Audience Q&A with Norah Shapiro, Tenzin Khecheo, and Kelly Nathe
Q: Norah, how did you get involved with this film?
Norah Shapiro: I first heard about the Tibetan beauty pageant when I was in the middle of making my first film, If You Dare, about an inner-city theater company that works with at-risk kids.  Somebody who was peripherally involved came up to me and said, “I’m watching what you’re doing as a filmmaker. I’m writing a play about the Miss Tibet pageant. What do you think about it as a documentary?”  I was immediately fascinated by what seemed to be an impossibility from my limited understanding of Tibetan myth. Kelly came into the project years later.
Kelly Nathe:  We met at the time she was finishing If You Dare and talked about doing something together.  She told me she was working on a film about the Tibetan beauty pageant.  She’d filmed the pageant a couple of times in a row and wanted to go back and finish it.  So I offered to help her.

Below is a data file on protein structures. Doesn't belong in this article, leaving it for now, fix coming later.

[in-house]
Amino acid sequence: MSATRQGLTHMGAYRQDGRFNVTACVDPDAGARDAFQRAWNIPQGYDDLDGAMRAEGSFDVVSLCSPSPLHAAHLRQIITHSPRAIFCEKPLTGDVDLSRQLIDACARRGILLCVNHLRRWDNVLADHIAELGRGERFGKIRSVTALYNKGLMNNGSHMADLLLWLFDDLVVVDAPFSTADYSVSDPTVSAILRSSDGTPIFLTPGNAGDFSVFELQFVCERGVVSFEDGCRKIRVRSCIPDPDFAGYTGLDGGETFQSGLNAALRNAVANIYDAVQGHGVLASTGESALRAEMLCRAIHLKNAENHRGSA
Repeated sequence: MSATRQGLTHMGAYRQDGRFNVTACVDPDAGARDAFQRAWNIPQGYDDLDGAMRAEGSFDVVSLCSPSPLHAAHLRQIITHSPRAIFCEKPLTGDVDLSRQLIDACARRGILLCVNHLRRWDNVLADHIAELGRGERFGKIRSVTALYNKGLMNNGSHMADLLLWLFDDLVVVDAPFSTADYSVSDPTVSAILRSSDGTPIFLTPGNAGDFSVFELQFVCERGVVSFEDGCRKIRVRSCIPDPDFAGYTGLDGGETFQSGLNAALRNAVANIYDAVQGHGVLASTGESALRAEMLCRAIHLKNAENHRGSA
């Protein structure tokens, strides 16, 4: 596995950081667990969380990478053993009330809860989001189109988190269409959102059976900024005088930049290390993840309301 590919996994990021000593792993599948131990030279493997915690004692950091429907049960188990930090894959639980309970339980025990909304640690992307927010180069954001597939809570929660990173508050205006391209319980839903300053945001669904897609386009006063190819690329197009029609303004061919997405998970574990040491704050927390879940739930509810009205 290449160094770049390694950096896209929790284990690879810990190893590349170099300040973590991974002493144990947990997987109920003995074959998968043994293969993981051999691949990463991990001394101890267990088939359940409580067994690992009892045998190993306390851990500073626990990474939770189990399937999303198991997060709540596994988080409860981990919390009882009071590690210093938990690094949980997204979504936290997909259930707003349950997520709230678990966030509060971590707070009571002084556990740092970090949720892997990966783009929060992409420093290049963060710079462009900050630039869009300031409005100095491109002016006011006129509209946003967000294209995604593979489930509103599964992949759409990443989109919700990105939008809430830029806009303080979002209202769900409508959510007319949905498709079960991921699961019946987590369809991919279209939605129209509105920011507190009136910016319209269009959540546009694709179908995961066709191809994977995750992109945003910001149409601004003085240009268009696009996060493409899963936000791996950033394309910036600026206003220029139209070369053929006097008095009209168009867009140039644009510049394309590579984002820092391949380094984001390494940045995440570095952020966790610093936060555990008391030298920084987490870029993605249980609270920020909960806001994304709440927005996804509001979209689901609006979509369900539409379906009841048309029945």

NS: It was a crazy story.  I had been working on Miss Tibet for a couple of years.  Then I put it on the backburner to finish If You Dare and take care of my children. I had traveled around the world looking for my subject and actually had thought I’d use a different young woman.  Then inadvertently I learned that Tenzin Khecheo who lived only minutes from me in Minneapolis was entering the Miss Tibet North America Pageant here in New York City.  And the prize for winning was to compete in the 10th Anniversary Miss Tibet pageant in Dharamsala, India, where I was already planning to go. We came to New York and the pageant took place on New Year’s Eve in an Armenian church. Lo and Behold Tenzin won. She was so compelling from the get-go, and remarkably gracious and courageous to allow me and the camera inside her life. And it went from there.
Q: Tenzin, what is it like to see your story in a movie?